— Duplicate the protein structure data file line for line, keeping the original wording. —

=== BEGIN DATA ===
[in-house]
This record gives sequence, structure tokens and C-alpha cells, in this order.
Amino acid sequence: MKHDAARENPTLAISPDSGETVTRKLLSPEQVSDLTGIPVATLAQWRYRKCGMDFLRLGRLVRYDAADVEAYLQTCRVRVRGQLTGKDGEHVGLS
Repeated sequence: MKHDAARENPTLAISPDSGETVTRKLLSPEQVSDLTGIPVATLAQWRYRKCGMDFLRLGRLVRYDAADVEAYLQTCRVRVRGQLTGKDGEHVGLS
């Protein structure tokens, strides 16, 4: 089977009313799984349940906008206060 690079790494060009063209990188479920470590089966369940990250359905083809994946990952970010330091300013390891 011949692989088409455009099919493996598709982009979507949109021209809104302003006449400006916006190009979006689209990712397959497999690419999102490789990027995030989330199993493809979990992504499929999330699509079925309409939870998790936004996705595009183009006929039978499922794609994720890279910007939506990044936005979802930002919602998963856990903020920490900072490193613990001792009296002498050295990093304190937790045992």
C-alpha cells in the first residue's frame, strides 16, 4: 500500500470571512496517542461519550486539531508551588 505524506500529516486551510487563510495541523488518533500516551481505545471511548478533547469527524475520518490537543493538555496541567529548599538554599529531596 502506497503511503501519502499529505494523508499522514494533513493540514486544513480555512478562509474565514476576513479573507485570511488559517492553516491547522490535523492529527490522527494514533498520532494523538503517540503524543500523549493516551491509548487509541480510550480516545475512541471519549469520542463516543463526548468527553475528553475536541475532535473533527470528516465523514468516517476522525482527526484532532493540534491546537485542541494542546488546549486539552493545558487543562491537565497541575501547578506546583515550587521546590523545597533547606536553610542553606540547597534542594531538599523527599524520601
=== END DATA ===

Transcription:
[in-house]
This record gives sequence, structure tokens and C-alpha cells, in this order.
Amino acid sequence: MKHDAARENPTLAISPDSGETVTRKLLSPEQVSDLTGIPVATLAQWRYRKCGMDFLRLGRLVRYDAADVEAYLQTCRVRVRGQLTGKDGEHVGLS
Repeated sequence: MKHDAARENPTLAISPDSGETVTRKLLSPEQVSDLTGIPVATLAQWRYRKCGMDFLRLGRLVRYDAADVEAYLQTCRVRVRGQLTGKDGEHVGLS
């Protein structure tokens, strides 16, 4: 089977009313799984349940906008206060 690079790494060009063209990188479920470590089966369940990250359905083809994946990952970010330091300013390891 011949692989088409455009099919493996598709982009979507949109021209809104302003006449400006916006190009979006689209990712397959497999690419999102490789990027995030989330199993493809979990992504499929999330699509079925309409939870998790936004996705595009183009006929039978499922794609994720890279910007939506990044936005979802930002919602998963856990903020920490900072490193613990001792009296002498050295990093304190937790045992």
C-alpha cells in the first residue's frame, strides 16, 4: 500500500470571512496517542461519550486539531508551588 505524506500529516486551510487563510495541523488518533500516551481505545471511548478533547469527524475520518490537543493538555496541567529548599538554599529531596 502506497503511503501519502499529505494523508499522514494533513493540514486544513480555512478562509474565514476576513479573507485570511488559517492553516491547522490535523492529527490522527494514533498520532494523538503517540503524543500523549493516551491509548487509541480510550480516545475512541471519549469520542463516543463526548468527553475528553475536541475532535473533527470528516465523514468516517476522525482527526484532532493540534491546537485542541494542546488546549486539552493545558487543562491537565497541575501547578506546583515550587521546590523545597533547606536553610542553606540547597534542594531538599523527599524520601